“I’d be very disappointed in myself if all was to come to light at an annual review,” notes Jack. “It’s so important to get to know your staff and build personable relationships, it means you’re more likely to be able to sit down and have a positive conversation with better outcomes for the individual, and for the business.”

  • Team briefings: Regular team briefings are an effective way for Jack to bring the team together and communicate clearly on important issues – be that a job at hand, a challenge or opportunity, or how the farm is performing.

“I want to be holding more regular team meetings because it brings the team together,” he says. “It can be a challenge to get us all in a room at the same time – it’s easier to touch base with one or two people at a time. But it is valuable to everyone – staff will often choose to come in on a day off to sit in on meetings.”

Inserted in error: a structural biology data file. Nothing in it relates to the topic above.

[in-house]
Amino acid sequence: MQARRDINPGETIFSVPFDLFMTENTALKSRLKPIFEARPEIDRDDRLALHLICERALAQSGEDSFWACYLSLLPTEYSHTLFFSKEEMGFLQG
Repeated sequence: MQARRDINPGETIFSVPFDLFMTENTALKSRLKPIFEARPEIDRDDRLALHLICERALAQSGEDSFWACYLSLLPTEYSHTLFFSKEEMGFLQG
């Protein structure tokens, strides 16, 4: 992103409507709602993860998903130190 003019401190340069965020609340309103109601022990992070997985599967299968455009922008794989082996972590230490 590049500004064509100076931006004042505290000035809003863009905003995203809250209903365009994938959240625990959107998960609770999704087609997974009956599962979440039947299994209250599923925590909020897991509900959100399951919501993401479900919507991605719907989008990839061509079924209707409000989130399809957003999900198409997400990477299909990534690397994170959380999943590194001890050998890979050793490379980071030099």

• Second in command: It was clear from the beginning that a big hole in the farm tapestry was the lack of a second in command; someone who could support Jack on the farm and with staffing, and importantly, be able to step into Jack’s shoes to afford him time off.

“What we’ve wanted to do is to have a member of the team step up to that more senior role rather than recruit someone from outside the business,” he says. “We’ve had someone for two years who’s progressing to that role.”

Difficult decisions around staffing were a necessary step in looking at his team, as were making decisions on who to recruit. “I’m not employing on experience, so I’m looking for someone who shows me in the space of an interview that they tick my core value boxes and really want to make a career and life for themselves,” he explains. “I will be honest with people – I will always try and enable them the best I can, but if they aren’t showing up, or coming with the right attitude, it isn’t going to work.”